O'Hea lifts lid on Cambage Opals incident

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Former Opals captain Jenna O'Hea has confirmed claims that Liz Cambage told her Nigerian rivals to "go back to your third world country" in an incident that sparked a messy exit from the national program.

Cambage was independently investigated and issued a formal reprimand - but not suspended or fined - after the practice game altercation derailed the Opals' Tokyo Olympic campaign.

In the days after the Nigeria clash she withdrew from the Games citing mental health concerns and then, despite remaining available for selection for this year's World Cup in Sydney, said she would never again play for the Opals.

The specifics of Cambage's on-court actions had remained a mystery until Sunday.

Speaking on the ABC's Offsiders, retired Opals great O'Hea confirmed host Kelli Underwood's claim that Cambage "turned to them (Nigerian players) and said 'go back to your third world country'," and that they hadn't spoken since.

"That is all one hundred per cent correct," O'Hea said.

It comes after Cambage, who has a Nigerian father and now plays for the Los Angeles Sparks in the WNBA, told the ABC: "I'm living my best life. I'm supported, I'm protected on a level that the Opals or the Australian team never gave to me".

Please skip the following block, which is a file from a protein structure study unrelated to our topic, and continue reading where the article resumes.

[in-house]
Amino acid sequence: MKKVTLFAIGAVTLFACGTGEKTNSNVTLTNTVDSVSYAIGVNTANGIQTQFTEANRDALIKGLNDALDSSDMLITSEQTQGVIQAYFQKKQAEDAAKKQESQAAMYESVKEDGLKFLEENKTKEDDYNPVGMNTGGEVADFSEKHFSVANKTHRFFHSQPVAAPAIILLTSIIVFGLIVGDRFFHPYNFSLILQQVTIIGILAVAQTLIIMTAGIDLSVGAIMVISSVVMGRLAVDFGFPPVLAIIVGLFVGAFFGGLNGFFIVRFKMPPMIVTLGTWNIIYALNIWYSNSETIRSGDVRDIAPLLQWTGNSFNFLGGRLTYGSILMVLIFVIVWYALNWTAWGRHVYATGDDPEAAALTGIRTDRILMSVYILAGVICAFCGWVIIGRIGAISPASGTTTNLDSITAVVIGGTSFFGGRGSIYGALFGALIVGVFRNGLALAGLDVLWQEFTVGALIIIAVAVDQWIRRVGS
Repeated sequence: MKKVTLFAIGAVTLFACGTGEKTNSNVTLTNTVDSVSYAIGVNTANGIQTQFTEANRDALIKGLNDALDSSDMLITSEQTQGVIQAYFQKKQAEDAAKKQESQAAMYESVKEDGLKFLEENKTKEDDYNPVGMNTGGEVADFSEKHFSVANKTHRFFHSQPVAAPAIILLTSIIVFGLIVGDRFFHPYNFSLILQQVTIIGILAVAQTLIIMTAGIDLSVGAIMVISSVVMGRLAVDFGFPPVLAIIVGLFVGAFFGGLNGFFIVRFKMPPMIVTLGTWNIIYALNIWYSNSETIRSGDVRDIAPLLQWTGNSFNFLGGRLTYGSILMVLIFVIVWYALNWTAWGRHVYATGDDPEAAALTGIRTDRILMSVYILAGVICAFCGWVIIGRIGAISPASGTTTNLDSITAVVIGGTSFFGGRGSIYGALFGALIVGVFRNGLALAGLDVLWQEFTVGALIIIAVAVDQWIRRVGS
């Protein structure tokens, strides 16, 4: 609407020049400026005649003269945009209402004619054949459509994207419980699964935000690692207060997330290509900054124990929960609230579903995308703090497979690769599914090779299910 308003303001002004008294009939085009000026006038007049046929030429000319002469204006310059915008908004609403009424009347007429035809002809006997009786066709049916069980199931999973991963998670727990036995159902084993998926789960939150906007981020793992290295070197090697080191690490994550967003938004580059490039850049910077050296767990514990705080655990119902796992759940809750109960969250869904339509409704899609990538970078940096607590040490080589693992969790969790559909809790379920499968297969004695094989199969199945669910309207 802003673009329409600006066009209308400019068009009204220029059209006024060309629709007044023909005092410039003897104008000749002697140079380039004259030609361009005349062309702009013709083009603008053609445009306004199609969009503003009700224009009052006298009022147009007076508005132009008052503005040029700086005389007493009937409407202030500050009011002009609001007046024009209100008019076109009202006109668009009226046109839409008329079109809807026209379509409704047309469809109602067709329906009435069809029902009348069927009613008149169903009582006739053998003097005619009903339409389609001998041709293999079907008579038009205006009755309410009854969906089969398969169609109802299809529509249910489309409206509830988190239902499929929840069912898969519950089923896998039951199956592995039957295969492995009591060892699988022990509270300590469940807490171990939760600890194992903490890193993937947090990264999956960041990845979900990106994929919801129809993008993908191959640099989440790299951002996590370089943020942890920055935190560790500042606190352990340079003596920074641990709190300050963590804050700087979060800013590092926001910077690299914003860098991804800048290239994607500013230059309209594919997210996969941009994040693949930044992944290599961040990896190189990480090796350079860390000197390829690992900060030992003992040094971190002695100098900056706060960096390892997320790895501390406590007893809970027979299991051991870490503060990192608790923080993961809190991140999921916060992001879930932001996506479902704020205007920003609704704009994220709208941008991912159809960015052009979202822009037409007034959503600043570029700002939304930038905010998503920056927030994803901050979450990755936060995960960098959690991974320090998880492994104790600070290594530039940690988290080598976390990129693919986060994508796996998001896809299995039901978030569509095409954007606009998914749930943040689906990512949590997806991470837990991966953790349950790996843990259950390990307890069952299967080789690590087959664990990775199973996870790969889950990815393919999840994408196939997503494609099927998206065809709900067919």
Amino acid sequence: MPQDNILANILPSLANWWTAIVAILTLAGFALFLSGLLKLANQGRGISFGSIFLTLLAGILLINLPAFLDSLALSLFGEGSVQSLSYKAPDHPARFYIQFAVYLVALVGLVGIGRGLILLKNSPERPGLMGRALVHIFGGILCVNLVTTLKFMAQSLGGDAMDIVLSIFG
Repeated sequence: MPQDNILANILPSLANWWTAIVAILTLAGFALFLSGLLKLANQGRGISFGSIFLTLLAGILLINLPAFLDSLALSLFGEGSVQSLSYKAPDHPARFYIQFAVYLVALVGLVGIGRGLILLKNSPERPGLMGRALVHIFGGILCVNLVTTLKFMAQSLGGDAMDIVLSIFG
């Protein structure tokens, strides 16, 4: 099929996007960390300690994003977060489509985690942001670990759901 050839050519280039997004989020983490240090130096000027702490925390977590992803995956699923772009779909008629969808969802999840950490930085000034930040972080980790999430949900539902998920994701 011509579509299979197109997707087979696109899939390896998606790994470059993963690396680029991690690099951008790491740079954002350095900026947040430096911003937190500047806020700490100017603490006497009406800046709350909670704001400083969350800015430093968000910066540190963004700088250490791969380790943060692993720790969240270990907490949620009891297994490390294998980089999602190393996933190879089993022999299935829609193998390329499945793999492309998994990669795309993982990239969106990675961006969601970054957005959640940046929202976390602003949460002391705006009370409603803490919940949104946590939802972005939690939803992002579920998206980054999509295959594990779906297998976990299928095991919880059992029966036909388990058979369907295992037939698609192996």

"My heart lies with those who want to protect me and those who want me to be the best I can be, and I never felt that at the Opals at all. So yeah, I'm good."

O'Hea, a long-time captain of Cambage, bristled when asked for her response.

"I can hold my head up high and say I always loved her, always cared for her, supported her, had her back," O'Hea said.

"That is her reality and the listeners can believe what they want to believe.

"Everyone's done more than enough. We've sacrificed a lot to try and keep her in the program.

"She doesn't want to be here anymore. That's her choice and we need to move on without her."

The Opals struggled without Cambage in Tokyo but O'Hea said with proper preparation Sandy Brondello's outfit would play to its ranking, which has long fluctuated between No.2 and No.3 in the world, at Sydney's World Cup.

Their September campaign could also mark the return of Lauren Jackson, who has dominated at NBL1 level for Albury-Wodonga since coming out of retirement.

"There's so many wonderfully talented basketballers in Australia, so many playing in the WNBA," O'Hea said.

"With the right preparation we can do really well.

"There's so many great role models ... I want the media to focus on those who want to play for the Opals and represent Australia."

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